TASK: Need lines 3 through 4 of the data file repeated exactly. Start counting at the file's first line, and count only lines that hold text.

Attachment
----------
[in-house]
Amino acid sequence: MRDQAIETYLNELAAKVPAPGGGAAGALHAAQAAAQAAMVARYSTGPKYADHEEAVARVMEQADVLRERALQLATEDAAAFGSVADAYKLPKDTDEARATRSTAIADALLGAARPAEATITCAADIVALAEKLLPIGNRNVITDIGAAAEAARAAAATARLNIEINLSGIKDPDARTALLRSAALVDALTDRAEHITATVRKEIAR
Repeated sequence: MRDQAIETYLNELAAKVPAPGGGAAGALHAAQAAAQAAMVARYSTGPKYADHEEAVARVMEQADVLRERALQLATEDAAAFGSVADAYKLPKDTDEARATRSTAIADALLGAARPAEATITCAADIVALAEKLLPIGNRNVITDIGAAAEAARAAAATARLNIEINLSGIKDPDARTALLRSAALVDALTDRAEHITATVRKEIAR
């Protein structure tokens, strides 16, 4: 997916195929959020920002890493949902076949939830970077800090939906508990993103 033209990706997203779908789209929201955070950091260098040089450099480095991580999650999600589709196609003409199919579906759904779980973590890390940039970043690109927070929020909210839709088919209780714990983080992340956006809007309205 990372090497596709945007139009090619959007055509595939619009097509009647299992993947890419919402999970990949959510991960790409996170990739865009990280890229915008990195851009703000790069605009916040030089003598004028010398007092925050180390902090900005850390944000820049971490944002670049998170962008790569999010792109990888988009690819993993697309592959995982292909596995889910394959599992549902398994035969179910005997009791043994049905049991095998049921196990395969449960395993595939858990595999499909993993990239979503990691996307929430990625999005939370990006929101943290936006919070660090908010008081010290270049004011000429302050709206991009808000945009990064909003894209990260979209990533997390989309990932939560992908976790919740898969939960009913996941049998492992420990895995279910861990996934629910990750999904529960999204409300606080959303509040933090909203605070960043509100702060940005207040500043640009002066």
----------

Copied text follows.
Repeated sequence: MRDQAIETYLNELAAKVPAPGGGAAGALHAAQAAAQAAMVARYSTGPKYADHEEAVARVMEQADVLRERALQLATEDAAAFGSVADAYKLPKDTDEARATRSTAIADALLGAARPAEATITCAADIVALAEKLLPIGNRNVITDIGAAAEAARAAAATARLNIEINLSGIKDPDARTALLRSAALVDALTDRAEHITATVRKEIAR
């Protein structure tokens, strides 16, 4: 997916195929959020920002890493949902076949939830970077800090939906508990993103 033209990706997203779908789209929201955070950091260098040089450099480095991580999650999600589709196609003409199919579906759904779980973590890390940039970043690109927070929020909210839709088919209780714990983080992340956006809007309205 990372090497596709945007139009090619959007055509595939619009097509009647299992993947890419919402999970990949959510991960790409996170990739865009990280890229915008990195851009703000790069605009916040030089003598004028010398007092925050180390902090900005850390944000820049971490944002670049998170962008790569999010792109990888988009690819993993697309592959995982292909596995889910394959599992549902398994035969179910005997009791043994049905049991095998049921196990395969449960395993595939858990595999499909993993990239979503990691996307929430990625999005939370990006929101943290936006919070660090908010008081010290270049004011000429302050709206991009808000945009990064909003894209990260979209990533997390989309990932939560992908976790919740898969939960009913996941049998492992420990895995279910861990996934629910990750999904529960999204409300606080959303509040933090909203605070960043509100702060940005207040500043640009002066």